There is a product called Stabil, to use in vehicles and machines that don't get driven or operated much. But if you're driving once a month or so you should be OK. Gas doesn't go bad, the various aromatic compounds evaporate. Old gas will still burn, it just doesn't burn very well.

Also, when a car is sitting, moisture condenses in the gas tank, differential, transmission and crankcase. Moisture isn't good in any of these places.

Some people advise if a car will be sitting the tank should be kept full, to reduce the air inside it, which reduces the potential moisture content.

If a car is driven infrequently, then fluid service intervals should be based on time, rather than miles, usually once a year. Newer cars also have extended service intervals, 7,500 or 10,000 miles between oil changes. Personally I change oil and filter on all of my vehicles at 5,000 mile intervals. Oil is cheap compared to rebuilds, and it is easy to remember multiples of 5,000. But if I don't meet that number on a vehicle, then I change the oil once a year.

Do you have covered parking? Another thing that isn't good for cars is to sit in the elements. The finish degrades, the sun burns though the windows like a magnifying glass, and the heat generated with the windows closed destroys the fabrics and plastics used in cars. And even if you aren't driving that car, you should be washing it occasionally, maybe even giving it a coat of wax.
09-19-2020, 03:17 PM - 1 Like   #592
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Sounds like you've got enough to keep you occupied for a while on that Z! And more Z's to go?

I drive my car about 3 miles every other week to get a load of groceries. Everything else, I use my bike. Normally, I drive to Oregon and back twice a year, and there's enough things to do with the car between road trips to run the tank out every few months, but it hasn't been normal this year. Up until a few weeks ago, my last gas stop was in Kingman, 200 miles away, last year, on my way back from my last road trip. The car was starting to run poorly after 9 months with the same gas. Luckily it was almost empty by then, so I refilled with some Stabil added, since this situation is probably going to continue for at least another year.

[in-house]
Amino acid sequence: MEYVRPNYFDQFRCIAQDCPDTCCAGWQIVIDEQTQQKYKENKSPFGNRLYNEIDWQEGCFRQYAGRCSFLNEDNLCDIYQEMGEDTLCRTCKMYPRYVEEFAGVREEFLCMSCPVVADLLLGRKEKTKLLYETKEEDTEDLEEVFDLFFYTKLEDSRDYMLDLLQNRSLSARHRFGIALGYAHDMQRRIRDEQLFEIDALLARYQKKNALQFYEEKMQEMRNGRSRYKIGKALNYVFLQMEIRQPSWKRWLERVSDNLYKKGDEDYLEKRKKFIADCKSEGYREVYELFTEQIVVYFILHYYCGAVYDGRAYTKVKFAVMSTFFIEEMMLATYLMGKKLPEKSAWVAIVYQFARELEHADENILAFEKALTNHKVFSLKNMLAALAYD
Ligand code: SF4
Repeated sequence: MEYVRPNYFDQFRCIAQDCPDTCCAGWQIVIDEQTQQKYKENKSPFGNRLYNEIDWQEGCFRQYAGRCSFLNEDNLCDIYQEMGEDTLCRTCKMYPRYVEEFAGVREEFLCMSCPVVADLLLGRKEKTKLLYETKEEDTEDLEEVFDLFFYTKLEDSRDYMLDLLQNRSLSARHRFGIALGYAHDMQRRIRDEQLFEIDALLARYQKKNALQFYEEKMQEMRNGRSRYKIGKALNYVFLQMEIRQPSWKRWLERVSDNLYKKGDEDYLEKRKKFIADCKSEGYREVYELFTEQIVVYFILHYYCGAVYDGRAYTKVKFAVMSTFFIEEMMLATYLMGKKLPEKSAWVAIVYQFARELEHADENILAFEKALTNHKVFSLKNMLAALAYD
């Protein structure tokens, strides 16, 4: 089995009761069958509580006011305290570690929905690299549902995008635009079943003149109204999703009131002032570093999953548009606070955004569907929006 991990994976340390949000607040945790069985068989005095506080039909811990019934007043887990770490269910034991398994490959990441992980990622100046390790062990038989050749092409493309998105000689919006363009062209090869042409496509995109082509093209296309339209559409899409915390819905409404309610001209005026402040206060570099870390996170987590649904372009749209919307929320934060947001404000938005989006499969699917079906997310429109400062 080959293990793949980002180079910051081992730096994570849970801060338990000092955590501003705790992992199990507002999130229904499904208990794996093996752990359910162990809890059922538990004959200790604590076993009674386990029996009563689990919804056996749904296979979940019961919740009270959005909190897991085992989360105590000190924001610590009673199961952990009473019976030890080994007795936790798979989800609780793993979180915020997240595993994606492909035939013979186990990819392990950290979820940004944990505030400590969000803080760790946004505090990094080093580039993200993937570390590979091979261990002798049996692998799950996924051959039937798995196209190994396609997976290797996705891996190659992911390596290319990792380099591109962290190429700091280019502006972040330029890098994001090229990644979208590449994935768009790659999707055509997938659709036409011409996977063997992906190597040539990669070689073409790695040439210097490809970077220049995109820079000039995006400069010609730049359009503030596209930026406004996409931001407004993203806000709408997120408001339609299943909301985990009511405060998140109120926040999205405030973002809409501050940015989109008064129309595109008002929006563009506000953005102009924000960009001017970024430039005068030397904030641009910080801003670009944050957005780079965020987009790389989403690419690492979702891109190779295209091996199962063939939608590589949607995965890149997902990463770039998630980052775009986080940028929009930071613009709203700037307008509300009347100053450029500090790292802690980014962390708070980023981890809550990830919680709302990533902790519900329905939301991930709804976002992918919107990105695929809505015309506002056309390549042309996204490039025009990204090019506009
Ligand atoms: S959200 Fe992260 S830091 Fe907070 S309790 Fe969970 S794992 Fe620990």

I've done a lot of reading about what happens to old gas. It's gotten more complicated with the ethanol in gas now. Pure gas doesn't absorb water, but ethanol does. Over time, the ethanol absorbs moisture from the air, which separates out of the mixture when it gets colder. When properly mixed, ethanol boosts the octane of the gas. But, it mixes much better with water than it does with gas, so when condensing water pulls the ethanol out of the mixture, you wind up with much lower-octane gas, reducing power and causing pre-detonation. My last car cracked a piston when I unknowingly put old gas in it (I had stupidly run out of gas in remote south-eastern Oregon). It was a 2012 Cruze with the 1.4 turbo motor, which has been known to crack pistons even with good gas. Old gas with ethanol separation and modern turbo engines tuned to run at the edge for maximum efficiency are really bad news together.

I really wish I had a garage to keep the birds and the dust off, but I do at least have covered parking now. As a resident of Arizona, I'm very familiar with what sun does to paint and plastics. Lots of cars driving around here with cracked dashboards, yellow cataract headlights, and roofs and hoods scorched down to bare metal.

And yes, I'll be changing my oil on a yearly interval, since I won't hit the recommended mileage limit in that time.
09-27-2020, 08:02 AM - 2 Likes   #593
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10-03-2020, 01:50 AM - 4 Likes   #594
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10-10-2020, 01:56 PM - 3 Likes   #595
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From my cool uncle's garage: 1949 Buick Roadmaster.



10-10-2020, 10:37 PM   #596
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QuoteOriginally posted by scratchpaddy Quote
From my cool uncle's garage: 1949 Buick Roadmaster.


Does that have a straight eight?
10-11-2020, 12:02 PM - 2 Likes   #597
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QuoteOriginally posted by Racer X 69 Quote
Does that have a straight eight?
Yep, the Fireball. From back when hoods were so long, you could fit eight cylinders all in a row.
10-12-2020, 11:23 AM - 1 Like   #598
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QuoteOriginally posted by scratchpaddy Quote
1949 Buick Roadmaster.
Quite a car - that's what they called a "4-holer" (as opposed to the 3-holer Buick Special).
6 Days Ago - 5 Likes   #599
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5 Days Ago - 1 Like   #600
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Datsun, at rest.